pypdf is a library and hence its users are developers. This document is not for the users, but for people who want to work on pypdf itself.
pip install -r requirements/dev.txt
The sample-files git submodule
The reason for having the submodule
sample-files is that we want to keep
the size of the pypdf repository small while we also want to have an extensive
test suite. Those two goals contradict each other.
resources folder should contain a select set of core examples that cover
most cases we typically want to test for. The
sample-files might cover a lot
more edge cases, the behavior we get when file sizes get bigger, different
In order to get the sample-files folder, you need to execute:
git submodule update --init
Tools: git and pre-commit
Git is a command line application for version control. If you don’t know it, you can play ohmygit to learn it.
GitHub is the service where the pypdf project is hosted. While git is free and open source, GitHub is a paid service by Microsoft - but for free in lot of cases.
pre-commit is a command line application
that uses git hooks to automatically execute code. This allows you to avoid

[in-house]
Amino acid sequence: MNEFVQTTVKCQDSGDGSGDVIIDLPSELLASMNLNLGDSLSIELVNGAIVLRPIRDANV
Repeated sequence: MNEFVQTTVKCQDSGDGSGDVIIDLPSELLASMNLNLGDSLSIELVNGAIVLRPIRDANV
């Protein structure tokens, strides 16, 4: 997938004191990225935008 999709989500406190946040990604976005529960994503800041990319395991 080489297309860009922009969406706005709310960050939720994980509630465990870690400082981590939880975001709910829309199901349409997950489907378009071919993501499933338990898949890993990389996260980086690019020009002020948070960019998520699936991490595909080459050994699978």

style issues and other code quality issues. After you entered
once in your local copy of pypdf, it will automatically be executed when
Having a clean commit message helps people to quickly understand what the commit was about, without actually looking at the changes. The first line of the commit message is used to auto-generate the CHANGELOG. For this reason, the format should be:
PREFIX: DESCRIPTION BODY
PREFIX can be:
BUG: A bug was fixed. Likely there is one or multiple issues. Then write in the
Closes #123where 123 is the issue number on GitHub. It would be absolutely amazing if you could write a regression test in those cases. That is a test that would fail without the fix.
ENH: A new feature! Describe in the body what it can be used for.
DEP: A deprecation - either marking something as “this is going to be removed” or actually removing it.
PI: A performance improvement. This could also be a reduction in the file size of PDF files generated by pypdf.
ROB: A robustness change. Dealing better with broken PDF files.
DOC: A documentation change.
TST: Adding / adjusting tests.
DEV: Developer experience improvements - e.g. pre-commit or setting up CI
MAINT: Quite a lot of different stuff. Performance improvements are for sure the most interesting changes in here. Refactorings as well.
STY: A style change. Something that makes pypdf code more consistent. Typically a small change.
We need to keep an eye on performance and thus we have a few benchmarks.